Last week I published my annual review (link to blog) of progress in the US Armed Forces around LGBT (Lesbian, Gay, Bisexual, Transgender) Diversity following the ending of “Don’t Ask, Don’t Tell” (DADT) at the end of 2010. I now follow up that article by sharing some greatresources from one of my Linked In connections, the Diversity and Inclusion Leader of the U.S. Air Force Academy, Dr. Adis Maria Vila.
Two key points to start with:
1. Fostering diversity and inclusion initiatives at the US Service Academies is an outstanding and critical emphasis since these academies develop many of our military and national leaders.
2. The excellent methodology that Dr. Vila deployed at the US Air Force Academy is easily transferable and applicable to all kinds of enterprises: educational, business, non-profit, etc.
Here are the links to these two well-written, well-organized clear articles, authored by Dr. Vila::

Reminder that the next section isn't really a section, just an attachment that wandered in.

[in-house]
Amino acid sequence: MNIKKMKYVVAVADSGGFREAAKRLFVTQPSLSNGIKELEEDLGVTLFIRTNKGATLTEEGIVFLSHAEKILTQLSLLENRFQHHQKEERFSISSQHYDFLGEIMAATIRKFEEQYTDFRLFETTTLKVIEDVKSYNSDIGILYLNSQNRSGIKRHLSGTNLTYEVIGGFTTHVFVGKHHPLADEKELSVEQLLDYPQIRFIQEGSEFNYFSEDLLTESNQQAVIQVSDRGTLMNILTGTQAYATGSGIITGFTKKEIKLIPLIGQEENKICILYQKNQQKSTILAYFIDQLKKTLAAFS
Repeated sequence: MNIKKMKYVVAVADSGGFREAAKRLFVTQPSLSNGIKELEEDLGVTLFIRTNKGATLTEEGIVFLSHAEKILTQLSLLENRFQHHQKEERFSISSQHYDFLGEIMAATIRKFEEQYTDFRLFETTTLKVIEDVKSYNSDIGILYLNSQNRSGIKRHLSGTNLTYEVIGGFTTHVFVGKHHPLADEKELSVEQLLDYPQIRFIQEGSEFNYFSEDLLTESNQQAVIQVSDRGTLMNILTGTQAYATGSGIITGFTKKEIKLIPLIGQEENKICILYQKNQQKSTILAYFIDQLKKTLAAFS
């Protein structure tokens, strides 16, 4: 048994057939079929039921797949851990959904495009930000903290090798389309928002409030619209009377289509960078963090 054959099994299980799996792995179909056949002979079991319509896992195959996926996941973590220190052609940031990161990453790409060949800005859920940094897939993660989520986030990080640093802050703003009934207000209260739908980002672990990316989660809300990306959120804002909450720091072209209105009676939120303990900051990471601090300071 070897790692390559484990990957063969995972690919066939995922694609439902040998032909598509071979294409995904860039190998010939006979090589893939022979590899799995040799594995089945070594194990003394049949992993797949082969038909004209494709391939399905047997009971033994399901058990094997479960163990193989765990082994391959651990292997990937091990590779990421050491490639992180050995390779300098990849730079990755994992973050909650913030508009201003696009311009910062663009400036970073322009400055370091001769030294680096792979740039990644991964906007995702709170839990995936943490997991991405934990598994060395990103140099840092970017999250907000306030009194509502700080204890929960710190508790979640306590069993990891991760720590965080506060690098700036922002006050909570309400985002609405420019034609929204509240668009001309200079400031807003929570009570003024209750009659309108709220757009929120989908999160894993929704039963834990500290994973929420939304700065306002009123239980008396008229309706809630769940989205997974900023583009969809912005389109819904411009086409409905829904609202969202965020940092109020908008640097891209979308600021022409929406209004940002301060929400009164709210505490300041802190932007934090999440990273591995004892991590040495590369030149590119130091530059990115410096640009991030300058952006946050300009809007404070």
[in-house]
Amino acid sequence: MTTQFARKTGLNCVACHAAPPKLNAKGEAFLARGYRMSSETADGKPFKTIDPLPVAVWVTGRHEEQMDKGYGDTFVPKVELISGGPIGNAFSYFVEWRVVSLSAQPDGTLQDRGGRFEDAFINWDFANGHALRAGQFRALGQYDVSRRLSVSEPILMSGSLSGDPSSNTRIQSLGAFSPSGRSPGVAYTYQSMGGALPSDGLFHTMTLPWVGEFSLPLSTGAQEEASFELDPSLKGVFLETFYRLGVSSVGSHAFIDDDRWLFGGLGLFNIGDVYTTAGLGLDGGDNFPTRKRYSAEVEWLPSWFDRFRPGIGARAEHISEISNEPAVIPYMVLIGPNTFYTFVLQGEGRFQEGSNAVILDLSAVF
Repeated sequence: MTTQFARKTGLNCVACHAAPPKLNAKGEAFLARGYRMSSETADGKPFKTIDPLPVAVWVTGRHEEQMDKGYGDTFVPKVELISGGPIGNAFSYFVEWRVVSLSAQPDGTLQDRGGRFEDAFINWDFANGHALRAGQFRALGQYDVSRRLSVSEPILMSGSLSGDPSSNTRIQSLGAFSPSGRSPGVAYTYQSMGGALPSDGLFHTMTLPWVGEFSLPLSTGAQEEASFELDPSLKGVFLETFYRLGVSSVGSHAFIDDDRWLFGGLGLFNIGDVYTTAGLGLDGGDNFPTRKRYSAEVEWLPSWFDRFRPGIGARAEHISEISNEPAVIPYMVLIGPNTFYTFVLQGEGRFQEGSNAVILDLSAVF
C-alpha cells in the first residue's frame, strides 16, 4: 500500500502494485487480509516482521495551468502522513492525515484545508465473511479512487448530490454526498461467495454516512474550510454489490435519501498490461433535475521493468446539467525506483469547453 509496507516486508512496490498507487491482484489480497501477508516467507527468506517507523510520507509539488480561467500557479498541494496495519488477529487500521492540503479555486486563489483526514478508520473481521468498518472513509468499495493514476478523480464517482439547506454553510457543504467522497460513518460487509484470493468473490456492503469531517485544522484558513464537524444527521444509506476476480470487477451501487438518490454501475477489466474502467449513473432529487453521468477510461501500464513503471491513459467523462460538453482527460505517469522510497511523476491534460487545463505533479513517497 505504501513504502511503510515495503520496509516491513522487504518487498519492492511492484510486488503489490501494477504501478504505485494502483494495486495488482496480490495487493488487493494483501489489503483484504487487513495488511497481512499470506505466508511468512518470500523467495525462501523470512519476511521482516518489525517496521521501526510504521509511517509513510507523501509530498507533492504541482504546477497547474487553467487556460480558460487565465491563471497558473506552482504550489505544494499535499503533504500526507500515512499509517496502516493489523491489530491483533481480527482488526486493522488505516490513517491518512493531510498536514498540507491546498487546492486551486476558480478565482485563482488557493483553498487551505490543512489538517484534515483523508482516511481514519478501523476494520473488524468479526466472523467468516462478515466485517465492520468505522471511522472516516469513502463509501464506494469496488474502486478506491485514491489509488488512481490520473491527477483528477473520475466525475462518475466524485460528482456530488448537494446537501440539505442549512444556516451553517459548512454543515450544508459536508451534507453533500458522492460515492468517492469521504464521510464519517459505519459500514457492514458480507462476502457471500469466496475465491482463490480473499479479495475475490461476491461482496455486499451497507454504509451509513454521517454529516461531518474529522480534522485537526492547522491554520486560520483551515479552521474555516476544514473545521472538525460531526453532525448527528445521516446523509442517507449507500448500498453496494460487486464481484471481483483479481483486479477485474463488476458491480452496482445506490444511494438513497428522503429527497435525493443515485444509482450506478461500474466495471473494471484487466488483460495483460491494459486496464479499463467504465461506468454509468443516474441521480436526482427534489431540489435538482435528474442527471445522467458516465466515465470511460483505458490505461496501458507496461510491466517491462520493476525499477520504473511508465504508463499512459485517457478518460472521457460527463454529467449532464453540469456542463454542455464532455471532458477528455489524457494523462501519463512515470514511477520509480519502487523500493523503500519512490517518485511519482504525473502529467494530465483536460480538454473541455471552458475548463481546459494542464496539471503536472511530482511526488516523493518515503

“Building a Culture of Inclusion at the U.S. Air Force Academy,” in the Spring, 2012 National Civic Review.
“Next Steps for Building a Culture of Inclusion at the U.S. Air Force Academy,” in the Winter, 2013 Insight Into Diversity (once the entire magazine comes up go to pages 6-8)
Some of the key sharings from Dr. Vila fom her last two years of experience in her diversity and inclusion leadership at the USAFA that are transferable for all of us in this field include:
• The importance of understanding the history and culture of the organization to assure developing a diversity and inclusion strategy that is relevant and that will resonate with leaders.
• Extensively collaborating across the organization to create a plan that clearly articulates the core importance of diversity and inclusion to the organization’s strategy.
• Building a core of advocates across the organization who will assist with the communication and execution of the strategy
• Deploying the strong combination of top-down direction setting, board-based bottom-up performance improvement, and cross-process process redesign.
Finally as a diversity consultant with a specialization in LGBT diversity, I am very pleased that Dr. Vila did explicitly include LGBT diversity in the mix. In one article when writing about the composite of individual characteristics included with diversity, she wrote, “This description of diversity is broad and is likely to expand even more as lesbians and gays openly serve in the Air Force.”
Do study these two articles and use them to make your own diversity and inclusion efforts more effective!